Anticipating a Gaza truce

Ahmed Mustafa , Tuesday 4 Jun 2024

The Houthis have stepped up attacks in the Red Sea while an Iraqi militia targeted an Israeli port city. Could this be an eleventh-hour escalation before a possible truce in Gaza, asks Ahmed Mustafa

Houthi attacks
photo: AP


Despite intensified efforts to broker a deal to end the war in Gaza, the Israeli offensive on Rafah continues. Attacks against Israel are escalating as a result: Iran, Lebanon, Yemen and Iraq continue to aim their drones and missiles at Israel and any ships with ties to it in the Red Sea and Indian Ocean.

It might look like an eleventh-hour flare-up before the anticipated ceasefire to end the massacres in Gaza. Many analysts feel Yemen’s Houthis in particular will not stop threatening and attacking Western targets until the war on Palestinians stops. That was the pledge they made at the start of their campaign in November last year, and it seems they are living up to it so far.

Military efforts by the US, the UK and other Western countries to deter the Houthis have had a limited effect. The naval forces in the Red Sea appear to have made hardly a dent in Houthi military capabilities. In the last few days the Houthis have stepped up their attacks on US Navy vessels and commercial ships in the Red Sea, the Gulf of Aden and the Indian Ocean in response to joint American and British raids on what have been described as Houthi targets inside Yemen last week, which left dozens of Yemenis dead and injured.

Though the US and the UK said the air raids and bombings were “in self-defence”, to destroy the Yemeni rebels’ ability to threaten maritime shipping through the Strait of Bab Al-Mandeb, the strike looks more like a vendetta.  A day before it began last week, Houthis released photos of an American MQ-9 Reaper drone claiming they had downed it with a surface-to-air missile. That was the third US drone downed in a month.

The Associated Press said that the footage is of the multimillion-dollar drone downed in Yemen’s central Marib province. The Pentagon did not confirm that the US Air Force lost a drone, and many understood this to mean that it was being operated by the CIA. American and British air raids left at least 16 dead and more than 40 injured, all of whom the Houthis describe as Yemeni civilians.

Houthi official Mohamed Al-Bukhaiti wrote on his X account: “The American-British aggression will not prevent us from continuing our military operations in support of Palestine… We will meet escalation with escalation.”

Just hours after the raids, the Houthis launched anti-ballistic missiles and armed drones targeting a US aircraft carrier, a US destroyer and three vessels in the Red Sea, according to their Spokesman Yahya Saree. They also targeted three ships in the Red Sea and Indian Ocean, one of which reportedly suffered damage. The US military did not deny the attacks on the aircraft carrier or the destroyer, but said that they thwarted the attack with no damage to their naval assets.

Meanwhile, the Iran-backed “Islamic Resistance in Iraq” announced last week that it carried out “an attack targeting a vital Israeli target in occupied Umm Al-Rashash (Eilat) in southern occupied Palestine”. The Iraqi group said in a statement that one-way drones were used in the operation, reiterating that the operation was “in response to the Israeli massacres against Palestinian civilians in Gaza” and affirming that its fighters “would continue to strike enemy strongholds”.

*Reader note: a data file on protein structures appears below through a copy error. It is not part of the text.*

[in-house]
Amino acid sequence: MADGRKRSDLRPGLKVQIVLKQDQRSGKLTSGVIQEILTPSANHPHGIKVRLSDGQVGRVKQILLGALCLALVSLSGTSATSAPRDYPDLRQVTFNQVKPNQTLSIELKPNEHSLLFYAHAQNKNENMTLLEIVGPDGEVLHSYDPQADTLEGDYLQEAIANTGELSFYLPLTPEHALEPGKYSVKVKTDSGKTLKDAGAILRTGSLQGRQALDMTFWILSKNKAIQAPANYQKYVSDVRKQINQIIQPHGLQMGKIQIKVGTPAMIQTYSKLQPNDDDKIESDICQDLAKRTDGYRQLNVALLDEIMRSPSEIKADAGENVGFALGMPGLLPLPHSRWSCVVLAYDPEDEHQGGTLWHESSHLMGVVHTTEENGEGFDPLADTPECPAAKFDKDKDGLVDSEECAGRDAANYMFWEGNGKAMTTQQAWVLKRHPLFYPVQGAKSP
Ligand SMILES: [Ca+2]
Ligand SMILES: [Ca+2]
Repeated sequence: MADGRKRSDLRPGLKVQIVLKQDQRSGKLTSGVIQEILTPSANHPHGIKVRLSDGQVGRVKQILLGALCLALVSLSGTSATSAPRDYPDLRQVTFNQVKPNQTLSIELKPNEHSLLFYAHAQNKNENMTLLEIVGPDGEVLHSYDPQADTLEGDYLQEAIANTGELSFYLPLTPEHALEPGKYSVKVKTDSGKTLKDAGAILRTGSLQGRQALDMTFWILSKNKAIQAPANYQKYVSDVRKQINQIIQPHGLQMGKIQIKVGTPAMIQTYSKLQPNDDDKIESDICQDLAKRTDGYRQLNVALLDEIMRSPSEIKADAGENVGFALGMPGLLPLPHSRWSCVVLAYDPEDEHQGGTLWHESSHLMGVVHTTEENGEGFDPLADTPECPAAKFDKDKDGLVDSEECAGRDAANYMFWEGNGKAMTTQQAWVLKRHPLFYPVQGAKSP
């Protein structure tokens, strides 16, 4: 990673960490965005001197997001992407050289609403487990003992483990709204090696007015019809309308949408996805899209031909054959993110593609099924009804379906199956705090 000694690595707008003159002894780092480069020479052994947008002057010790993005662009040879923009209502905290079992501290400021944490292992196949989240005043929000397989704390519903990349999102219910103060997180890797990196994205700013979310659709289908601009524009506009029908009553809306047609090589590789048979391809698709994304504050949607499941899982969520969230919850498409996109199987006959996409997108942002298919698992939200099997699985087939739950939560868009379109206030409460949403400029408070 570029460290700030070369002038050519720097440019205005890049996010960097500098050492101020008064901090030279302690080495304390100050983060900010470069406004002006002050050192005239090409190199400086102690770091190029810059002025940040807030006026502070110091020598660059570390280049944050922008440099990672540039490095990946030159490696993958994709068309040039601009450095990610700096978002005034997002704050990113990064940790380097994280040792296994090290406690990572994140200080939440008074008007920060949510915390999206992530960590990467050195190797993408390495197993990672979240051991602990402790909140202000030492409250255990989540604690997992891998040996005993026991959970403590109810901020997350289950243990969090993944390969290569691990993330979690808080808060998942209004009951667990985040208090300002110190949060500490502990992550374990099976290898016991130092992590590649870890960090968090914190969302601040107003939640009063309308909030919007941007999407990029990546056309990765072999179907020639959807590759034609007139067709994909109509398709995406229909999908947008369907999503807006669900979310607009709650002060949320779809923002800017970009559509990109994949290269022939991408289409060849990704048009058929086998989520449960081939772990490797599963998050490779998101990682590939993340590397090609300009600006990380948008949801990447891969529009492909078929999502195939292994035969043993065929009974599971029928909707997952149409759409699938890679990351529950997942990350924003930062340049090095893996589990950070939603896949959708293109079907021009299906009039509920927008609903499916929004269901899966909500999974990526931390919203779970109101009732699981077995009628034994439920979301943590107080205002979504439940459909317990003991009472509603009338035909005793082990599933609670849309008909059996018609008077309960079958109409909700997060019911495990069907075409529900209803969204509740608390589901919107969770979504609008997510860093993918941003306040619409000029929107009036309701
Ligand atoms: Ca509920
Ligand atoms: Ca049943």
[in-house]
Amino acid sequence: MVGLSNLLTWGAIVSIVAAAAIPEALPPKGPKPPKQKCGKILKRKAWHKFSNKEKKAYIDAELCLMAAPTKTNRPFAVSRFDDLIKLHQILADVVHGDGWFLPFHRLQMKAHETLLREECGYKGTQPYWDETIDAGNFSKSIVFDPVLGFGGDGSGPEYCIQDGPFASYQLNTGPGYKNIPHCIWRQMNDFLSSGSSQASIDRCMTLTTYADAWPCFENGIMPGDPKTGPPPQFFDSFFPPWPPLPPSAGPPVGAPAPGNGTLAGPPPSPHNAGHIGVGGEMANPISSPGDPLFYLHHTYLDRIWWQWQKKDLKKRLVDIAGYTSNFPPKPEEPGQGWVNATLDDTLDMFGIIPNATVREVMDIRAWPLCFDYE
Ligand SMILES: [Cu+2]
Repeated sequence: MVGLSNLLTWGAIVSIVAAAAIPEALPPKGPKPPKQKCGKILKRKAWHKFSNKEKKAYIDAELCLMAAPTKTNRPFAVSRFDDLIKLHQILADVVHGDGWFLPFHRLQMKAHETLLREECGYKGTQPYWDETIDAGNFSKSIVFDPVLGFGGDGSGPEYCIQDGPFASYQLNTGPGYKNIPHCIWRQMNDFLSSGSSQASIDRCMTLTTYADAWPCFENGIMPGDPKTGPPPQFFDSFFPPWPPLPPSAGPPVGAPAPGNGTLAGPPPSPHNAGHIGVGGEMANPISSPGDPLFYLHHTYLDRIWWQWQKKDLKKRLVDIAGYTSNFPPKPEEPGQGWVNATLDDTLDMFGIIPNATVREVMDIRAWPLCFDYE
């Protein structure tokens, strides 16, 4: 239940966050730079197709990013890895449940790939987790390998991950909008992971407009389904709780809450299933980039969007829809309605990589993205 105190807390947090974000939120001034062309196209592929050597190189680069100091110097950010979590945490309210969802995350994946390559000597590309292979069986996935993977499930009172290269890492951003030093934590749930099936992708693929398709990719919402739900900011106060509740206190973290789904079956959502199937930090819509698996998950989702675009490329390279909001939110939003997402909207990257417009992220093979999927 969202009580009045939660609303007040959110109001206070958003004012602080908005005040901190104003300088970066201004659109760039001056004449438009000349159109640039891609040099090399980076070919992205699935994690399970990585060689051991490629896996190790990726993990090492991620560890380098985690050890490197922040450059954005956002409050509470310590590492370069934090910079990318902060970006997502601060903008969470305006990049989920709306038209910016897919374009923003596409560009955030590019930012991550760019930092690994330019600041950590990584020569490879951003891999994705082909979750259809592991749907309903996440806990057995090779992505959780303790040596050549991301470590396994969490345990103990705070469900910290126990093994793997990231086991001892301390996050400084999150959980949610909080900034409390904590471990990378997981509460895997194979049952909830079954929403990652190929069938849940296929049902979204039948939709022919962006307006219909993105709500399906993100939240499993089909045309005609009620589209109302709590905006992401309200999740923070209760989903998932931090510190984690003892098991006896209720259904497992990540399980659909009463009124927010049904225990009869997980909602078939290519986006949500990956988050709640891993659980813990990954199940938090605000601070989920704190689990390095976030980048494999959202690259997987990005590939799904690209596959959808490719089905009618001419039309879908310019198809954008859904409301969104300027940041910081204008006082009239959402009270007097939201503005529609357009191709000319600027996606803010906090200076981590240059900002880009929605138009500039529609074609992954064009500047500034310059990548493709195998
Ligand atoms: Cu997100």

Almost daily rocket and drone attacks are carried out across the border from Lebanon by Hizbullah while Israel strikes southern Lebanon, too. But the most disruptive campaign is that of the Houthis. It has forced a sharp drop in maritime shipping through the Red Sea. The total number of vessels going through the maritime route fell from 1094 in November to 85 in March, then rose back to 159 in April. Much of the traffic has gone around the Cape of Good Hope.

The impact of the Iraqi attack was strong in Eilat, however, where the Israeli media reported last week that the port was shut down and the mood sombre. The daily Jerusalem Post quoted Gideon Golber, the CEO of the Port of Eilat, describing the situation: “The Houthis are trying to suffocate Eilat and its economy. The remaining Israeli ports are absorbing shipments delivered through the Red Sea, but Eilat has unused logistics equipment and personnel.” He added: “Many ships moving between Israel and Asia need to reroute around Africa to avoid the Houthi attacks off Yemen’s coast. This adds time and costs to the shipments, which also increases the risk of attacks from other places, like the coast of South Africa or the Strait of Gibraltar.”

Though the Israelis downplay the economic significance of the closure, as Eilat port handles no more than five per cent of Israeli shipping, the case of the city is symbolic. Many Israeli analysts expect more serious issues if the northern front comes under threat and the ports of Haifa and Ashdod are impacted. The Israeli media carried comments by business leaders and officials stressing the need for the United States to be “more active” in stopping the Houthis’ attacks, but for the time being that does not seem unachievable.

* A version of this article appears in print in the 6 June, 2024 edition of Al-Ahram Weekly

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